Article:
Hockey playoff pools have come a long way since the first playoff pool that I participated in, which was about 20 years ago.
For that playoff pool, the six of us chipped in $5 each and conducted our “draft” using the statistics that appeared in the Tuesday edition of the Vancouver Province newspaper, passing around the paper to look up player information, then writing our lists and crossing off each player as he was chosen. I ended up winning that pool, using strategies that I still employ in playoff pools today. However, I’m pretty sure that I quickly spent the $30 that I won.
Since then, I’ve also participated in numerous playoff pools, some of which involved me picking any 20 players (or whichever number was predetermined), with those being the players that you were stuck with for the entire duration of the playoffs. So once a player’s team was eliminated, you had one fewer player on your roster. So if your strategy was to stock up on players on a heavy Stanley Cup favorite and that team was knocked out early, your chances of winning your pool might have flown out the window. But if you played it safe and diversified your playoff portfolio, you could also lose to another participant who had more players go farther.
So you constructed your roster with both strategies in mind. Which players were on teams that would likely go deep into the playoffs? Could you find any top players who might make the most out of playing just one round?
Fortunately, today’s playoff pools take some of that risk out of the game. Playoff fantasy leagues, such as the ones on Fantrax and Fantasy Postseason, allow you to make changes to your roster when a player’s team is eliminated or a player becomes injured. That way, everyone can continue to participate all the way up to the Stanley Cup Final.
It can still be extremely difficult to know where to start when it comes to ranking players. Recent seasons have seen an increase in the level of parity in the NHL, which makes choosing a team that more difficult. To give you an idea, the eight playoff teams in the Western Conference were only separated by 12 points between Anaheim/St. Louis (109 points) and Calgary (97 points). The Eastern Conference playoff teams were separated by 15 points from the top-seeded New York Rangers (113 points) and their opponent, the Pittsburgh Penguins (98 points).
To compare, in 1993-94, the first season that the 1-8 conference playoff system was used, the 1 seed (Rangers) and the 8 seed (Islanders) in the Eastern Conference were separated by 28 points. In the Western Conference, the 1 seed (Red Wings) and 8 seed (Sharks) were separated by 18 points. Even with a wider gap between teams, upsets still happened, as the Sharks knocked off the Wings in the first round.
So picking a team to get behind is difficult because teams are so closely matched. I could just pick players from any team, but then I could miss out on a player with a long playoff run. Some fantasy playoff leagues reward teams with players that play more than one round for the same team, so it’s best to find those clutch playoff performers as early as possible. You can obviously continue to play, but seeing an elite player that you were counting on get knocked out early is never good for your team.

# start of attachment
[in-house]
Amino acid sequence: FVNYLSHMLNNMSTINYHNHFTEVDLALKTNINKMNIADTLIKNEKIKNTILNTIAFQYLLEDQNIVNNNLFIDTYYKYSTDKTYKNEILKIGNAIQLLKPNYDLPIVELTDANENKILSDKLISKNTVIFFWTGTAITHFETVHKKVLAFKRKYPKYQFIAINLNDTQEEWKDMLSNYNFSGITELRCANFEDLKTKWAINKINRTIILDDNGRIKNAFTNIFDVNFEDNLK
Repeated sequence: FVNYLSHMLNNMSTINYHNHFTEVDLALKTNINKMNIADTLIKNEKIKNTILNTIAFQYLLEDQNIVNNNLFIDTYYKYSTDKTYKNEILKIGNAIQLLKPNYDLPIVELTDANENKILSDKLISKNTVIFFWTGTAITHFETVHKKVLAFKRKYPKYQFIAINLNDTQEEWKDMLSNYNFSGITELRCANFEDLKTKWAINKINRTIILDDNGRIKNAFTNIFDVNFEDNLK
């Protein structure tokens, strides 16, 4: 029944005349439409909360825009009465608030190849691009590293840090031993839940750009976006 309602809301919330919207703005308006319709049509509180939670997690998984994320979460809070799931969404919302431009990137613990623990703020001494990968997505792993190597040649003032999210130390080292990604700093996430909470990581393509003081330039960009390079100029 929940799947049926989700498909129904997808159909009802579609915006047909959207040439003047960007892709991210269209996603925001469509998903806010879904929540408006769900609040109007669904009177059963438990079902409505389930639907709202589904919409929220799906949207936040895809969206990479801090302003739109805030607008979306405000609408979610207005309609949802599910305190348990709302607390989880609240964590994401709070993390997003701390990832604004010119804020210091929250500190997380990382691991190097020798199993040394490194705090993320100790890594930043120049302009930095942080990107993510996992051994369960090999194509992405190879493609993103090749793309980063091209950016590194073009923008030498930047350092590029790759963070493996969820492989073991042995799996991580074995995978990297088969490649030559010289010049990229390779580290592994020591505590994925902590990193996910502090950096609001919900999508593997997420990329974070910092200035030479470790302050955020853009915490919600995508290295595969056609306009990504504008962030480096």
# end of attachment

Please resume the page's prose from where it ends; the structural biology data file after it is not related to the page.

Something that may get your thought process rolling is to participate in the NHL.com Bracket Challenge. Similar to March Madness in NCAA basketball, you pick the winners of each first-round series and then play out your projected series all the way up to the Stanley Cup Final. Very simple to understand. Once you’ve established which teams you think will make the final or even the semifinals, you target players from those teams. But don’t put all your eggs in one basket, because you’ll need a contingency plan in case of that first-round upset. Generally I’ve found that the more fantasy teams participating, the less effective hedging is as a strategy.
Jack Choros makes a compelling argument as to why Rick Nash should be the first pick in your playoff pool. After all, the Rangers are being considered by oddsmakers to be the favorite to win it all this season (OddsShark). But if you plan your bracket showing a different team winning the Stanley Cup, then pick players from that team.
Playoff rankings are incredibly difficult to compile because of the added element of the team’s playoff run. So if you see any discrepancies in rankings (players that you believe are ranked too low or too high), then exploit them. One site that I went to had Manny Malhotra ranked in its top 50 playoff performers. I realize that the Canadiens could go deep into the playoffs, but Malhotra had only four points all season! That’s something that you have to fix when you rank your players.
Above all, remember to have fun. Usually to me, playoff pools are secondary to the team that I’m cheering for in the playoffs. But playoff pools provide an added element of interest should my favorite team get eliminated early or miss the playoffs entirely.